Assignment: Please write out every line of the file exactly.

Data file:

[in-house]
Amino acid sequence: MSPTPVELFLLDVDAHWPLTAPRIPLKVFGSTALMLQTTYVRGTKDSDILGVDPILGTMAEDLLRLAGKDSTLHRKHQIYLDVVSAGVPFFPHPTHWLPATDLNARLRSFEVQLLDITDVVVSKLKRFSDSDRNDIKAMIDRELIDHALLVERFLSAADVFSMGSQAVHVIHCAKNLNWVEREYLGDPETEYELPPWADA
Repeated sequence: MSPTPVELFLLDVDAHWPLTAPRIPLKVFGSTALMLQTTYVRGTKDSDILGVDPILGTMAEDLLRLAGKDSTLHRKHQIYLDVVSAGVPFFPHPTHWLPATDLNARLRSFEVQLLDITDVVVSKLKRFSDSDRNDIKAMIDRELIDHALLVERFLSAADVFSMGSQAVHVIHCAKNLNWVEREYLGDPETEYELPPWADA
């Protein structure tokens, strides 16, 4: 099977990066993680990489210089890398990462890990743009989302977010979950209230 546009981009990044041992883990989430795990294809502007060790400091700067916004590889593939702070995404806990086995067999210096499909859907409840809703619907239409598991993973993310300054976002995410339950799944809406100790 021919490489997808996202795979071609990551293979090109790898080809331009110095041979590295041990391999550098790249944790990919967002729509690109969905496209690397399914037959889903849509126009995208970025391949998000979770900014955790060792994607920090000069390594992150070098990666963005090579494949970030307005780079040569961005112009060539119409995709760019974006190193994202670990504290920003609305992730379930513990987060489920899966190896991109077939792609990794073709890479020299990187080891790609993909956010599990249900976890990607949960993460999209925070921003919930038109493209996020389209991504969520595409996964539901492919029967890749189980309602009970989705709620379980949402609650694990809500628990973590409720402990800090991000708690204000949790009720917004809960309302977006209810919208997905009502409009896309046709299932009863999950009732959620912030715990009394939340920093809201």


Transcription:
[in-house]
Amino acid sequence: MSPTPVELFLLDVDAHWPLTAPRIPLKVFGSTALMLQTTYVRGTKDSDILGVDPILGTMAEDLLRLAGKDSTLHRKHQIYLDVVSAGVPFFPHPTHWLPATDLNARLRSFEVQLLDITDVVVSKLKRFSDSDRNDIKAMIDRELIDHALLVERFLSAADVFSMGSQAVHVIHCAKNLNWVEREYLGDPETEYELPPWADA
Repeated sequence: MSPTPVELFLLDVDAHWPLTAPRIPLKVFGSTALMLQTTYVRGTKDSDILGVDPILGTMAEDLLRLAGKDSTLHRKHQIYLDVVSAGVPFFPHPTHWLPATDLNARLRSFEVQLLDITDVVVSKLKRFSDSDRNDIKAMIDRELIDHALLVERFLSAADVFSMGSQAVHVIHCAKNLNWVEREYLGDPETEYELPPWADA
């Protein structure tokens, strides 16, 4: 099977990066993680990489210089890398990462890990743009989302977010979950209230 546009981009990044041992883990989430795990294809502007060790400091700067916004590889593939702070995404806990086995067999210096499909859907409840809703619907239409598991993973993310300054976002995410339950799944809406100790 021919490489997808996202795979071609990551293979090109790898080809331009110095041979590295041990391999550098790249944790990919967002729509690109969905496209690397399914037959889903849509126009995208970025391949998000979770900014955790060792994607920090000069390594992150070098990666963005090579494949970030307005780079040569961005112009060539119409995709760019974006190193994202670990504290920003609305992730379930513990987060489920899966190896991109077939792609990794073709890479020299990187080891790609993909956010599990249900976890990607949960993460999209925070921003919930038109493209996020389209991504969520595409996964539901492919029967890749189980309602009970989705709620379980949402609650694990809500628990973590409720402990800090991000708690204000949790009720917004809960309302977006209810919208997905009502409009896309046709299932009863999950009732959620912030715990009394939340920093809201």